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I have been afraid of history books. Reads that somehow seem to take a lot of time to process and take a lot from me as a reader. That’s the perception I had for the longest time of history books. Till I read Dalrymple, Thapar, Manu S. Pillai, and now a recent addition, Supriya Gandhi’s, “The Emperor Who Never Was: Dara Shukoh in Mughal India”.
This is a fascinating read. It reads like a novel. It reads easy. It speaks of Shukoh, of whom less is written, much less spoken of. A fascinating look of a family, the succession to the throne, and the politics that happened in its wake. Dara died at the hands of his younger brother Aurangzeb, and that forever changed the course of South Asian History. Let me speak more about the book.
Shukoh was the eldest son of Shah Jahan, the fifth Mughal emperor. The Mughals did not practice the concept of primogeniture (the right of succession passed to the firstborn). How did Aurangzeb ascend to the throne and what happened to Dara, and Shahjahan’s other children is what the book is about.
I was enthralled by the writing. Like I said, Gandhi’s writing is very accessible and doesn’t seem heavy at all. There was not a single place in the book that seemed forced or unwanted. Every detail of the family, to what the siblings felt, to Dara’s sense of being, and Aurangzeb’s personality (sometimes misunderstood as well) was perfectly laid out.
Supriya Gandhi almost gets into the skin of Shukoh - the man he was, how he embraced Sufism, and yet he wasn't without his own flaws. She transports the reader to a land of constant conflict and gives us a biography that is balanced - there is no bias of any kind and she doesn't take sides. She presents history the way it happened.
We live in times when politicians in India (some of them) are out to erase the history of this nation. The Emperor Who Never Was by Supriya Gandhi reclaims history and gives us a complex, nuanced biography of a man who was not known at all, and also of a family that was different and always at loggerheads with each other. Read the book to know more. Read the book and educate yourself. We live in times, where a good open perspective is always needed.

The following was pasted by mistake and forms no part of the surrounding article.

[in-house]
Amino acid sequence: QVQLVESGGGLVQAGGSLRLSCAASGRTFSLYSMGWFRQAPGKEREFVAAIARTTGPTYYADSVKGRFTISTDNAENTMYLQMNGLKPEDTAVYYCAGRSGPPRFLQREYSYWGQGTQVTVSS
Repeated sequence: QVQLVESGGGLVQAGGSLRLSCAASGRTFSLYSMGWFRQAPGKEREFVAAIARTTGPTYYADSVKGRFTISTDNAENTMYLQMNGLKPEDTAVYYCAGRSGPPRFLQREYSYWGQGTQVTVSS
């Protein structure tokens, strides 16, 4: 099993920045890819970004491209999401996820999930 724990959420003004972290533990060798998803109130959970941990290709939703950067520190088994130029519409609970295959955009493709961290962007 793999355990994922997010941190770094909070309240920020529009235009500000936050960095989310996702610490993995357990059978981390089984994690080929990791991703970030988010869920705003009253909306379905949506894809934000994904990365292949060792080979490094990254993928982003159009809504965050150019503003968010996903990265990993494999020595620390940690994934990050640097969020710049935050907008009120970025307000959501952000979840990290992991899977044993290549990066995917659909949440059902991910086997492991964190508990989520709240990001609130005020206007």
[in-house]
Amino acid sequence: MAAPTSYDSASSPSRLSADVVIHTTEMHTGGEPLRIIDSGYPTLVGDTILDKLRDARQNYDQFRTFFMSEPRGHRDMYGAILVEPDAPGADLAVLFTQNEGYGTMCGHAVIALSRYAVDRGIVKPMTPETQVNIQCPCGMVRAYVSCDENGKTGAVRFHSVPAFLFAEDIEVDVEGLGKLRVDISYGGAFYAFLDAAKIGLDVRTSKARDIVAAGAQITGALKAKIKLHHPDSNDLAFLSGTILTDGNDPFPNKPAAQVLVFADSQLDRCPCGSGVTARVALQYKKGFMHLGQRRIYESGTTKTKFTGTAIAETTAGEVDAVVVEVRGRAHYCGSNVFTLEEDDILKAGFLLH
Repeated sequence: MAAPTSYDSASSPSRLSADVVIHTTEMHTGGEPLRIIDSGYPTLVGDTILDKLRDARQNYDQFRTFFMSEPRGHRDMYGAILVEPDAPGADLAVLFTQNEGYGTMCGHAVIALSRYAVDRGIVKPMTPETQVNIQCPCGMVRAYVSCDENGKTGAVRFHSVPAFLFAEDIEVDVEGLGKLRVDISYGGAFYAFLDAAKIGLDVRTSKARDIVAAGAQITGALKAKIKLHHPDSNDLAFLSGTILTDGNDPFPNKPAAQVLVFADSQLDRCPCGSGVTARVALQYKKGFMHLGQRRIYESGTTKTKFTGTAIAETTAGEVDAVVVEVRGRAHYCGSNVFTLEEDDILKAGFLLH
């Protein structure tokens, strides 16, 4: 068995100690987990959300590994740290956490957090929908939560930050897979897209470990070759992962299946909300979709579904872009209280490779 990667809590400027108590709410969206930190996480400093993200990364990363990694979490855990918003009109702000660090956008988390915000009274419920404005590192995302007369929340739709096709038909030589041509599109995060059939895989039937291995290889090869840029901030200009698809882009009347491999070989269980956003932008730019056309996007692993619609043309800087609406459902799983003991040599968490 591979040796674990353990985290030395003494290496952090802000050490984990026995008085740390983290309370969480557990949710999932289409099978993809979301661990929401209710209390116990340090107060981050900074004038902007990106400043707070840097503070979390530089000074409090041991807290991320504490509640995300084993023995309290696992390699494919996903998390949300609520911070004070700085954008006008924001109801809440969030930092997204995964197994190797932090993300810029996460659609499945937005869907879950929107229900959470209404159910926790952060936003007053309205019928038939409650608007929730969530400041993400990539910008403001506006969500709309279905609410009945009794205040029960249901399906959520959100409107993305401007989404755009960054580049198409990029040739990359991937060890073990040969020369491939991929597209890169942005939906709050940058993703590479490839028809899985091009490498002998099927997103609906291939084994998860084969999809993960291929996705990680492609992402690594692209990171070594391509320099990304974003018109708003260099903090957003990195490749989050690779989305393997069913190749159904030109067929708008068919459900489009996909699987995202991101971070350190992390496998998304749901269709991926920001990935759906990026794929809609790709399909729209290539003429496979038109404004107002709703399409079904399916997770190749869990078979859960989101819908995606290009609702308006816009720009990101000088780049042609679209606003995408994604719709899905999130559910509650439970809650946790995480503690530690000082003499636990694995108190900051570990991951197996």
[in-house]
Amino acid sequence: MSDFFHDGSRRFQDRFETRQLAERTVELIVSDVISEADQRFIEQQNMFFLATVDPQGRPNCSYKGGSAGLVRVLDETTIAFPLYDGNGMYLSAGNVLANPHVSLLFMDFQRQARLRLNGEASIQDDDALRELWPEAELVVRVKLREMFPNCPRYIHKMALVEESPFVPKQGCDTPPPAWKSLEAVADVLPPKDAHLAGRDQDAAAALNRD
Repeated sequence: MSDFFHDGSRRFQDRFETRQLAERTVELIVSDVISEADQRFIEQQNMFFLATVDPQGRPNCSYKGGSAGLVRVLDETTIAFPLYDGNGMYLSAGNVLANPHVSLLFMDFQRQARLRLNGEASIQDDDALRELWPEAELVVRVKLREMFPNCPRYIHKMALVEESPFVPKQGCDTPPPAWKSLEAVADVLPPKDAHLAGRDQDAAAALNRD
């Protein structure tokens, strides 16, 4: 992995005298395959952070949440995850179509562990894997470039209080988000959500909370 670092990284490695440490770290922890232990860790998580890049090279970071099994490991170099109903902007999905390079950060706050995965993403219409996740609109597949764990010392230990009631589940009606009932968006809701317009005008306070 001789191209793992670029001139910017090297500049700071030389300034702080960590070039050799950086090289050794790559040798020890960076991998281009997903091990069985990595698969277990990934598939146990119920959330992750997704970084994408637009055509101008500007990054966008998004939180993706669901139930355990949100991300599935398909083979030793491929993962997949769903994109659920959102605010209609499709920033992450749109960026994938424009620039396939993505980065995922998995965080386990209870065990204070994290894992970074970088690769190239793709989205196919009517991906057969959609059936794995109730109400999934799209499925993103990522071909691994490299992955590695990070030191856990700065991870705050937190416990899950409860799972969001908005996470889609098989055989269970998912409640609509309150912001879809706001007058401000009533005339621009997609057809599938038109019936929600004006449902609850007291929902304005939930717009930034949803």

I found this book via twitter recommendations and also in some best of the year lists. Naturally therefore I had high hopes from it even before I started. My rating of 3 stars probably tells you that I was neither unhappy nor overjoyed with this purchase. If are looking for an academic approach to who Dara sukoh was, what all writings exist of him or about him from that period. Then this can be a great reference book. However, of the 257 pages almost 100 pages are simply about Sufism, it's beliefs, all the symbolism it involves etc etc. Honestly it really becomes very tiresome and boring. Definitely not for a lay reader wanting to know about Dara. But then, unlike few other books on him, it is based only of available texts and neatly referenced. So u decide ☺️
An excellent book vividly describing the Mughals and since the focus is on Dara Shukoh, that has been done very nicely. A great book and I would suggest everyone to read it. Its very important that the good parts of our history should be understood and passed on.